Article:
Wednesday, April 23, 2014
Learning from the masters series: Steinbeck's common man
He moved slowly and cautiously. Now and then the chicken tried to double back, but always there was Pilon in the place it chose to go. At last it disappeared into the pine forest, and Pilon sauntered after it.
To the glory of his soul be it said that no cry of pain came from that thicket. That chicken, which Pilon has prophesied might live painfully, died peacefully, or at least quietly.
Okay, so that was not Pilon's chicken and when he exited that thicket, he had already drawn and quartered that rooster, pocketed the parts and left all evidence of its identification behind. He had a good day, a good meal and a good rule: chickens just wandering about homeless are best eaten fresh.
His people had once been great makers of songs so that everything they saw or thought or did or heard became a song. That was very long ago. The songs remained; Kino knew them, but no new songs were added. That does not mean that there were no personal songs. In Kino's head, there was a song now, clear and soft, and if he had been able to speak of it, he would have called it the song of the family.
Kino was in tune with the flow of his community, the sea nearby and the sleepy contentment of his family in the breaking morning. And song was his element and his barometer.
Of Mice and Men
"No. . . you tell it. It ain't the same if I tell it. Go on . . . George. How I get to tend the rabbits."
"Well," said George, "we'll have a big vegetable patch and a rabbit hutch and chickens. And when it rains in the winter, we'll just say hell with goin' to work, and we'll build up a fire in the stove and set around it an' listen to the rain comin' down on the roof--Nuts!" He took out his pocket knife. "I ain't got time for no more." He drove his knife through the top of one of the bean cans, sawed out the top and passed the can to Lennie.
These two migrant workers were keeping the dream of a farm in the future, their own place where they could decide to work or not, stuffed deep in their empty pockets next to dead mice and nicked pocket knives.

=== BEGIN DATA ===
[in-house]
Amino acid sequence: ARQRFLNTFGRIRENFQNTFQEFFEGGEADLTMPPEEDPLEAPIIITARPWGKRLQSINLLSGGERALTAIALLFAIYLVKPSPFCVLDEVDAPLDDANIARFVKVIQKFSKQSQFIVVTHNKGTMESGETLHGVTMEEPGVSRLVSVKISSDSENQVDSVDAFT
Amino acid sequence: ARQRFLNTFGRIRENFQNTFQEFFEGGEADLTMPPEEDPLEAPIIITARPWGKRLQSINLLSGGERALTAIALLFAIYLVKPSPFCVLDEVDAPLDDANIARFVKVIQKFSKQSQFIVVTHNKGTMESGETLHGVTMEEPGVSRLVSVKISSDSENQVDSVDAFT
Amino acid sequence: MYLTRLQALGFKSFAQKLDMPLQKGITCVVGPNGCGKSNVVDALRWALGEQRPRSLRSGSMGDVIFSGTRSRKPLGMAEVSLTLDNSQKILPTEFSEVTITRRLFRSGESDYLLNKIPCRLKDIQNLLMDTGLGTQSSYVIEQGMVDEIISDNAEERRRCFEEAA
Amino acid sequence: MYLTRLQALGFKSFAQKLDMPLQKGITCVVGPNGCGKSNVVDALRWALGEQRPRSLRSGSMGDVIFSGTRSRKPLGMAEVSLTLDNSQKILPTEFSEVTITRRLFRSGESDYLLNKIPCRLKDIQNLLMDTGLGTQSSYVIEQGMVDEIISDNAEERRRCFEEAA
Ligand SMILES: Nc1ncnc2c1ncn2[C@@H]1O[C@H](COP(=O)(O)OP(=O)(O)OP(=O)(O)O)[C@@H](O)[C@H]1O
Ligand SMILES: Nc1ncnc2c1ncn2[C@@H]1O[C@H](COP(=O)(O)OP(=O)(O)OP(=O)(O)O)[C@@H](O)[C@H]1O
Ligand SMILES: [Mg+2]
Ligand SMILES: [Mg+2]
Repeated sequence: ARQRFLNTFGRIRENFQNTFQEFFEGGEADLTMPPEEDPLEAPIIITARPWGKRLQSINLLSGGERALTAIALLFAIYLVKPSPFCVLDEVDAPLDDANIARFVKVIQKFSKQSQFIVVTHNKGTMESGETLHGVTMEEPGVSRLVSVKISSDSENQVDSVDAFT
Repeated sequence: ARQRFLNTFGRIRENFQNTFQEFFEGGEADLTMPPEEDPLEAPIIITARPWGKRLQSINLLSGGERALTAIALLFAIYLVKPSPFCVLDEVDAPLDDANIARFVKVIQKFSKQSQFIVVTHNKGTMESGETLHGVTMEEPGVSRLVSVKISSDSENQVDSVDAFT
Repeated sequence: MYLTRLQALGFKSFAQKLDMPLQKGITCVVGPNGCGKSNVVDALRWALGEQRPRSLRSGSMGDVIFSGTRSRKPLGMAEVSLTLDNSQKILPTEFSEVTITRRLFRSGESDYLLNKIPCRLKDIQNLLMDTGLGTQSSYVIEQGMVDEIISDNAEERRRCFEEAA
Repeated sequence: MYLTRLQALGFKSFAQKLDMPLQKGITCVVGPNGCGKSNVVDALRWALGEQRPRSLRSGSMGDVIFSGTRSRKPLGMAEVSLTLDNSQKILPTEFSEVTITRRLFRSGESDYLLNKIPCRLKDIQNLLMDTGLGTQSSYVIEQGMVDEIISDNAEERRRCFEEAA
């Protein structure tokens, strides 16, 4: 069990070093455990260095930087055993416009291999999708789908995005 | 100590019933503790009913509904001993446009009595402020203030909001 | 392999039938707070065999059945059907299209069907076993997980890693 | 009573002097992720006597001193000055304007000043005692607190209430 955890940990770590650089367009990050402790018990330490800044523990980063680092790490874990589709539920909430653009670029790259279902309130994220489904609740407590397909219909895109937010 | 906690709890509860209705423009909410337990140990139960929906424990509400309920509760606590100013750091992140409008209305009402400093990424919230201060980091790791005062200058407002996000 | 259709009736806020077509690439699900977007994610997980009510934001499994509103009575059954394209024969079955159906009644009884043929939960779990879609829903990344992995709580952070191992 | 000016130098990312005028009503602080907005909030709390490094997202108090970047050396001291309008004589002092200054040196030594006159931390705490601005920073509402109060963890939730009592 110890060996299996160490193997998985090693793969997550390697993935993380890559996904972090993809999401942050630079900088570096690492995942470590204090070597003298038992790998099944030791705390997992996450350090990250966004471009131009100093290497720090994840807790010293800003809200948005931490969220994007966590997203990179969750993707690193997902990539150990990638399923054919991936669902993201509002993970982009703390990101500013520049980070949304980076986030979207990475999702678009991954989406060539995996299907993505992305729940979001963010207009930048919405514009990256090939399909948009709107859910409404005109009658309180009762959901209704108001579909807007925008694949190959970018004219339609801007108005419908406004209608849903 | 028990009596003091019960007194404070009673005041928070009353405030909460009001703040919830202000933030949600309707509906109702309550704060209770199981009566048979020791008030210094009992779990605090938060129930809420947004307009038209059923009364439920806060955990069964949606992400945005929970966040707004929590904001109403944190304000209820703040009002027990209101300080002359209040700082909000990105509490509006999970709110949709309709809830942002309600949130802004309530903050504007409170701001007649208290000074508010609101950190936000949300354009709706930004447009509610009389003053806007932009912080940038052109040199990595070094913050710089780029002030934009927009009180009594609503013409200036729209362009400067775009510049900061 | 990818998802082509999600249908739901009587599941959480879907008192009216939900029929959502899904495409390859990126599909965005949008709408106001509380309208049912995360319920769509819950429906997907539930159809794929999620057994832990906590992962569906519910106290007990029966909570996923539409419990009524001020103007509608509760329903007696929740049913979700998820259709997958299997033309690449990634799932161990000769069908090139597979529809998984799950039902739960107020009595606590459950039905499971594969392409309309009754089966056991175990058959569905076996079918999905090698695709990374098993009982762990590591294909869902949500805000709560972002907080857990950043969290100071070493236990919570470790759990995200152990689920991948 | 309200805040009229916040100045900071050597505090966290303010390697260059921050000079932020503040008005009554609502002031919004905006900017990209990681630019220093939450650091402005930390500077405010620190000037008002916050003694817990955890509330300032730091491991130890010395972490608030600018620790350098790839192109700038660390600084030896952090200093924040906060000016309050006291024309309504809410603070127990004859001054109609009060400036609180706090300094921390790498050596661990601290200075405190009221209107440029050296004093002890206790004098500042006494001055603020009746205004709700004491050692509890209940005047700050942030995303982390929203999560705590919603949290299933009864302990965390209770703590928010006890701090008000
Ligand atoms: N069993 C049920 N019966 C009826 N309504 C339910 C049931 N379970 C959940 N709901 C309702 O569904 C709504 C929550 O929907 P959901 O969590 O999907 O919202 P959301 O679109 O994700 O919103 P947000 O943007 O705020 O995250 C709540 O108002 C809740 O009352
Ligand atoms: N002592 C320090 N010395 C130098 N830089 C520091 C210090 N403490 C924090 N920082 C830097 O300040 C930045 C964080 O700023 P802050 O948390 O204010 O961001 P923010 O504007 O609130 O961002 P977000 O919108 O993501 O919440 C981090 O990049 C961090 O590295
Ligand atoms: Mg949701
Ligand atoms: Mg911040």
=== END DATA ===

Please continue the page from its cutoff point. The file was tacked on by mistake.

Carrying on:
And that was Steinbeck, the writer that lived first in the life then wrote the life of those who lived it. His characters are drawn from people who live in and through hardship, but not the hardship that visits, leaves and sometime later after happy times have worn out their welcome is replaced with another difficult situation to manage through. His characters are imbued in hardship; that is what life is. It giveth and it taketh away, and mostly it taketh.
I was driving over a bridge in Bend, Oregon, and a man, layered in several shirts and jackets stepped blithely along the concrete margin that left a tight walkway along the fencing of the bridge. I looked back (I wasn't the driver) and watched him until we were out of sight. He wore a grin on his face, was obviously singing loud and joyfully and looked to have taken his last bath some weeks earlier. He's a Steinbeck man, I remember thinking. You know them when you see them. It is hard not to be drawn in by their look of hope, their obvious plight, the sorrow you see coming which they don't seem to. Steinbeck made me sensitive to them, made me hope and work not to be one, and surprised me when after researching my family tree, I found I was but one generation from them and at times only a paycheck or two ahead of them.
If you want to write about the common man in his glory, in his misery, read Steinbeck first. Research your family tree. Look around. Then sit down and write about the fears that wake you up at night, only let them loose and see what damp place they will land it, dry up, flit about and land in the wet again.